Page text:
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Facultative placentotrophy: half-way house or strategic solution?


Swain, R and Jones, SM, Facultative placentotrophy: half-way house or strategic solution?, Comparative Biochemistry and Physiology A, 127, (4) pp. 441-451. ISSN 1095-6433 (2000) [Refereed Article]

DOI: doi:10.1016/S1095-6433(00)00275-0


While yolk is generally the primary source of embryo nutrients in squamates, numerous species supplement this with facultative placentotrophy. We argue that facultative placentotrophy should have selective importance relevant to offspring fitness. In the skink Niveoscincus metallicus, the size of ovulated eggs is unrelated to maternal size but large females produce offspring that are larger than is necessary for survival, providing evidence for facultative placentotrophy. We discuss the circumstances in which facultative placentotrophy might be used to supplement the nutritional support provided by yolk and obligate placentotrophy in this species, and present summary data from experiments designed to investigate these circumstances. Clutch reduction by oviduct removal had no effect on neonate mass or snout-vent length, indicating that the number of embryos does not influence allocation of maternal resources once gestation has commenced. Manipulation of maternal basking opportunity in combination with food intake during pregnancy suggested that an important role of facultative placentotrophy is the optimization of embryonic fat reserves. This hypothesis was supported by the observation that larger neonates have larger abdominal fat bodies. These reserves presumably facilitate survival in the relatively short pre-hibernatory period available to newborn animals. Our data indicate that they also play a vital role in maintaining pre-natal condition if birth is delayed by adverse weather, a common circumstance in this species. In such circumstances the yolk has been used up and the placental membranes have degenerated. Experimental induction of premature ovulation of eggs with reduced yolk, achieved by injecting females with FSH, was followed by fertilization using stored sperm. Gestation length was greatly reduced and the resulting neonates were all ≤75% normal birth mass, with two of the six births being stillborn. Thus facultative placentotrophy does not appear to be a means of compensating for a poor yolk supply. We suggest that facultative placentotrophy in N. metallicus is not a transitional stage en route to greater reliance on obligate placentotrophy, but a uniquely squamate adaptation that provides flexibility in embryonic nutrition, and optimizes offspring fitness in an unpredictable temperate climate. Crown copyright © 2000 Published by Elsevier Science Inc.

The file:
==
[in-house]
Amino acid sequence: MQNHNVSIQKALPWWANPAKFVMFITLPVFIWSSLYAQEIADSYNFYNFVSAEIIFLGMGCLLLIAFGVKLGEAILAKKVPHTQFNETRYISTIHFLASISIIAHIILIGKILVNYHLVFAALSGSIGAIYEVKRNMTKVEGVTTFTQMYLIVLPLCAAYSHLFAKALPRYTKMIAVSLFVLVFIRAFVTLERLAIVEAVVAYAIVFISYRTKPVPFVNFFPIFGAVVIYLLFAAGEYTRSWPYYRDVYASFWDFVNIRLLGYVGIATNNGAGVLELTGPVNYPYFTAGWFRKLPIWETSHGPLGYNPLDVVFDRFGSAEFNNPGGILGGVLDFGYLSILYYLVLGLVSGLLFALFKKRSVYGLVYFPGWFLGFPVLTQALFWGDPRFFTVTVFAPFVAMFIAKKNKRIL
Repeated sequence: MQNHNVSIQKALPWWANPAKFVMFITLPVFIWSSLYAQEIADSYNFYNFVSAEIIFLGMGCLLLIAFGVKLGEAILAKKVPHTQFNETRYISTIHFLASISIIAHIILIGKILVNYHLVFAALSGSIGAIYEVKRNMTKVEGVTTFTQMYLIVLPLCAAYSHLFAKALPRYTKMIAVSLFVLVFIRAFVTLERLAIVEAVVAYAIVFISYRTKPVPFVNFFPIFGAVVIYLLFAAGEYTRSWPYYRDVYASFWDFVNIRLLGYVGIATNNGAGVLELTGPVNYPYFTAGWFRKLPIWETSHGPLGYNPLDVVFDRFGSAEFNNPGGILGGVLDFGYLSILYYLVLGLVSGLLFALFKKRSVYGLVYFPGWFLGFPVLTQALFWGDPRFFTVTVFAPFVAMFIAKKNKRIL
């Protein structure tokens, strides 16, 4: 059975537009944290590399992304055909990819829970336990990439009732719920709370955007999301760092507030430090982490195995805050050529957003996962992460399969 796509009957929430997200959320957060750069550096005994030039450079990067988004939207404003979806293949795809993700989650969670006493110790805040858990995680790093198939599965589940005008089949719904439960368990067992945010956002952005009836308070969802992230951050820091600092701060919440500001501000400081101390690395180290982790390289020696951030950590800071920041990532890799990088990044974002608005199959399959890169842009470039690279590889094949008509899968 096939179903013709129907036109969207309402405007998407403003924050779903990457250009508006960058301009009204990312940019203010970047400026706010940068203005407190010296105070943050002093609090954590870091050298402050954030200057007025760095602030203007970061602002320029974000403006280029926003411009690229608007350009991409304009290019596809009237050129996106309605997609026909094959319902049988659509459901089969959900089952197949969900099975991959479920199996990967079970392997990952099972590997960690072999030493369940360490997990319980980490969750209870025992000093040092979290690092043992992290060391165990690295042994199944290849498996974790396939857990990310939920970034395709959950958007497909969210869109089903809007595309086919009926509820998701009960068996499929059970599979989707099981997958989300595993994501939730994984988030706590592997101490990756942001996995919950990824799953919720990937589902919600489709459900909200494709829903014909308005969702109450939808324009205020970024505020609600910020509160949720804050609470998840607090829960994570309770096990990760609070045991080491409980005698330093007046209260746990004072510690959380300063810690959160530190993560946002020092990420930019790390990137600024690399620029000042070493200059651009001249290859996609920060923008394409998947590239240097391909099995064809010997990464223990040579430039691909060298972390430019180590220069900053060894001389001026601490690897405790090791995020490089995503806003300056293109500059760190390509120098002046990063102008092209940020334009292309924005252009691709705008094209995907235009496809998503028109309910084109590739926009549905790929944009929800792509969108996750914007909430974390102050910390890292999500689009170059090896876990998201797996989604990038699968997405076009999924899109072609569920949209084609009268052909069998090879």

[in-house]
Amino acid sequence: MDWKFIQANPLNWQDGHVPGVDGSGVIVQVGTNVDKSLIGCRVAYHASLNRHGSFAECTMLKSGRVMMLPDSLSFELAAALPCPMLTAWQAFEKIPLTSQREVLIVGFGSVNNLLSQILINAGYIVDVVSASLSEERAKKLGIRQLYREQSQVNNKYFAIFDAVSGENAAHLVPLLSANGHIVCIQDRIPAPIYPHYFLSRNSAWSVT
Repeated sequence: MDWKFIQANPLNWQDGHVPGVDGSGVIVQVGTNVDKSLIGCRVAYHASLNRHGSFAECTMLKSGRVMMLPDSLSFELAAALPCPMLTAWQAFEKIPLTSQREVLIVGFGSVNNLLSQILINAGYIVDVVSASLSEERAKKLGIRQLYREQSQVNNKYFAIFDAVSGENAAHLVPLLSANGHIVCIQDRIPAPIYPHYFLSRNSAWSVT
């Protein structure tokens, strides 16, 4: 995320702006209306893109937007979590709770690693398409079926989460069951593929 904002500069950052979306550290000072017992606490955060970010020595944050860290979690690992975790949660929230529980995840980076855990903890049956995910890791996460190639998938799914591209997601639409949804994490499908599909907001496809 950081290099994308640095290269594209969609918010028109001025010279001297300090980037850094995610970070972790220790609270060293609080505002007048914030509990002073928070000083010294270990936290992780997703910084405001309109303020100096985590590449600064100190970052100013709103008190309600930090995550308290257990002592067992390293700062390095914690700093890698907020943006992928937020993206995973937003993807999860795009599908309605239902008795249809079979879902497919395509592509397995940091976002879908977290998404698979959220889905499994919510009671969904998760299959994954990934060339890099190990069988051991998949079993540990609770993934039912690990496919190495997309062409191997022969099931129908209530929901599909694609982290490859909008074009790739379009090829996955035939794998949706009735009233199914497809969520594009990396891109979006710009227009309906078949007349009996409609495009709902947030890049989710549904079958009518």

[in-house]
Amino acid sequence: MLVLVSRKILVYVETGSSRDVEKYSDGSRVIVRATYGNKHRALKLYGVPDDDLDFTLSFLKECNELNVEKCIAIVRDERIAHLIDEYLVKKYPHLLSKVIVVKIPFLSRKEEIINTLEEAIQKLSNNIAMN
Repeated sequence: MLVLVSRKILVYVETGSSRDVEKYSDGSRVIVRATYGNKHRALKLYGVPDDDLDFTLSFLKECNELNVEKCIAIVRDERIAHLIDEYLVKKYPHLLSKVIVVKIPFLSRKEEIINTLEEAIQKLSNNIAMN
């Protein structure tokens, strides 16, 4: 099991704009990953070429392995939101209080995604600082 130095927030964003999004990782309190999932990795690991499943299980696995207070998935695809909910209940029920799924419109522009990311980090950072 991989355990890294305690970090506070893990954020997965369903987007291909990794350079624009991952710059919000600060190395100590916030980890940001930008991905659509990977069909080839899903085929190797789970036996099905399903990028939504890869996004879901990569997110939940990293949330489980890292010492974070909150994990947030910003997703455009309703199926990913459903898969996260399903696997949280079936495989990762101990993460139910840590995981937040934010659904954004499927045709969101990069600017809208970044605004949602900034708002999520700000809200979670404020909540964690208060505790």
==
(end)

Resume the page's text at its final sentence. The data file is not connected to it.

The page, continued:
Item Details

Item Type:Refereed Article
Research Division:Biological Sciences
Research Group:Zoology
Research Field:Comparative physiology
Objective Division:Expanding Knowledge
Objective Group:Expanding knowledge
Objective Field:Expanding knowledge in the environmental sciences
UTAS Author:Swain, R (Dr Roy Swain)
UTAS Author:Jones, SM (Professor Susan Jones)
ID Code:19673
Year Published:2000
Web of Science® Times Cited:46
Deposited By:Zoology
Deposited On:2000-08-01
Last Modified:2011-08-04

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